1 John gives us three ways that we can know we are God’s children.
- One is the inner witness of the Holy Spirit. “And the one who keeps his commandments resides in him, and he in him. And by this we know that he abides in us: by the Spirit whom he has given to us.” (3:24).
- A second is grounded in the nature of God and our true belief in him. “Everyone who believes that Jesus is the Christ has been born of God” (5:1, see also 4:2).
- The third is the fact that we are obedient to his commands. “Now this is how we can be sure that we know God: if we keep his commandments. The one who says, ‘I know God,’ yet does not keep his commandments, is a liar and the truth is not in him. But whoever keeps his word, truly in that person is the love of God brought to fulfillment. This is how we can be sure that we are in him: the one who claims to abide in God ought to walk just as Jesus walked” (2:3–6).
The question today is where does 3:19–20 fit, as part of #2 or #3. More specifically, is the idiom ἐν τούτῳ in 3:19 anaphoric, pointing back to the previous thought, or does it point forward?
ἐν τούτῳ occurs 14 times in 1 John, and possibly every time it points forward. For example, “By this (ἐν τούτῳ) we know that we love the children of God: whenever we love God and obey his commandments” (5:1).
Several translations say ἐν τούτῳ points forward, emphasizing this not only by the translation but also by starting v 19 as a new paragraph, thus removing the possibility of ἐν τούτῳ being anaphoric. “By this we shall know that we are of the truth and reassure our heart before him; for whenever our heart condemns us, God is greater than our heart, and he knows everything” (ESV, see also NIV). This interpretation puts the verse in category 2; even when we sin, our confident belief in God’s greatness and omniscience assures us of our position in Christ.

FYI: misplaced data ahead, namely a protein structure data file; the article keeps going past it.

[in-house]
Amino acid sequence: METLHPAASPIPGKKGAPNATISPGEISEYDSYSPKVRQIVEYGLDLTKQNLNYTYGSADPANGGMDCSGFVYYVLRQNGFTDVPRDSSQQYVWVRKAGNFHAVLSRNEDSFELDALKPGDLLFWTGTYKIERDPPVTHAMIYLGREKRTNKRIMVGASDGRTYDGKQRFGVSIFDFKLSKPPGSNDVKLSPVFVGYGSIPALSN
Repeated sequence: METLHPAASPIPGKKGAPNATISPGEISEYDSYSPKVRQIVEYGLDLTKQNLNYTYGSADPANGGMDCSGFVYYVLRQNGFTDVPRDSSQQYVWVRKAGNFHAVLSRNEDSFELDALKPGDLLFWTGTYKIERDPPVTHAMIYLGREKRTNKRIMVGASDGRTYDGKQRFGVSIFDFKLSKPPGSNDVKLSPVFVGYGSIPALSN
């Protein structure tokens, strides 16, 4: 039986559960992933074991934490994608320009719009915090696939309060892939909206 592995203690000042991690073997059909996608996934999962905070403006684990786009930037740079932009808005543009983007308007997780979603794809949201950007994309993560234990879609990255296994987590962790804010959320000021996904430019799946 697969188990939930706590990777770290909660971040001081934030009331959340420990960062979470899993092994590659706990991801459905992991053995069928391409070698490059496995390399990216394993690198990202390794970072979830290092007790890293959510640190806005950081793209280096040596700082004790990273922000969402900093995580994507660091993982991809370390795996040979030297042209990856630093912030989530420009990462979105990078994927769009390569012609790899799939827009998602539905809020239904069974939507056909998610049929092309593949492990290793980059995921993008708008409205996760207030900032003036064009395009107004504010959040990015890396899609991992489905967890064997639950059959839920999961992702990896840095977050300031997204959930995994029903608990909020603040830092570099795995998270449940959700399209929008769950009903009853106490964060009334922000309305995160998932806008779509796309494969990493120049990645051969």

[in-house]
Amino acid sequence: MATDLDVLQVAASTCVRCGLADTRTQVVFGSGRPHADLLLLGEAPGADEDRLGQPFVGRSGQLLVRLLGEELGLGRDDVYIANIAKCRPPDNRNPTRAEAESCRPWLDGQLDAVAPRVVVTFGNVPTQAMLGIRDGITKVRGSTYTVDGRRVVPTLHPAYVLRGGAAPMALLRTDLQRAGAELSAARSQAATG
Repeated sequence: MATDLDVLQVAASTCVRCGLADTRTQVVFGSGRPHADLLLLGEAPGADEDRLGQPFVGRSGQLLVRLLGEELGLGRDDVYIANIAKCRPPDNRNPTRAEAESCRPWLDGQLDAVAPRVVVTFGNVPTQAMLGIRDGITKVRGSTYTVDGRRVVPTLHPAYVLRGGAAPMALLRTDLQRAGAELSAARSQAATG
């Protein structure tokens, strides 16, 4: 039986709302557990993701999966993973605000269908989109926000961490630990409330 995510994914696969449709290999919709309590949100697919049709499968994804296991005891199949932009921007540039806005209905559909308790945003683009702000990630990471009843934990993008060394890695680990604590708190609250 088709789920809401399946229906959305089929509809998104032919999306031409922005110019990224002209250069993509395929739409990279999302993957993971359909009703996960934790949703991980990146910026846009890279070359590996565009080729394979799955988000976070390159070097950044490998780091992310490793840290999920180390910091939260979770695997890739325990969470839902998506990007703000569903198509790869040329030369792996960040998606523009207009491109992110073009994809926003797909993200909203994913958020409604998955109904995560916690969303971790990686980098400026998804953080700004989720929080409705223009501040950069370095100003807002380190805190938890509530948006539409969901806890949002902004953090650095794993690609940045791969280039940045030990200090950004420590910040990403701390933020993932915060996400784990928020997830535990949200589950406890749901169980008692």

Other translations view ἐν τούτῳ as anaphoric, pointing back to the previous discussion (see NASB, NRSV, NET [see their extended note]). Our love for one another is our assurance that we “we have crossed over from death to life” (3:14), but this love must show itself in actions and not merely with words. If we hate our fellow believers (3:15), if we do not share our wealth with them (3:17), then we cannot be God’s children. And it is precisely our love put to action (3:18) that assures us “that we are of the truth and will set our conscience at rest in his presence” (3:19). As a result, even when our conscience condemns us, we can be assured that God is greater than our conscience and knows all things (3:20). “Our actions will show that we belong to the truth, so we will be confident when we stand before God. Even if we feel guilty, God is greater than our feelings, and he knows everything” (NLT).
Decisions like this are always hard, especially in a writer like John who is very much stream of consciousness. The fact that in most other places (if not all) ἐν τούτῳ points forward is significant, but context (I think) favors an anaphoric interpretation.
Practically speaking, this is an important decision. So many people who attend church apparently approach Christianity as a series of transactions, a series of disconnected actions like going to church on Easter and Christmas, or perhaps every Sunday but nothing else. But the truth of the matter is that we must love others with both words and actions. If we don’t, then there is no assurance we truly are God’s children. We can espouse all the good theology we want (#2 above). We can have warm fuzzies about God (#1 above). But if we are not obedient, if our love does not have feet, then there can be no assurance of our adoption into God’s family.
Considering the amount of gossip and backbiting and absence of love and lack of any real obedience on the part of so many who went to church last week on Easter, it should drive a little fear into the heart of every preacher and affect the clarity of their biblical preaching.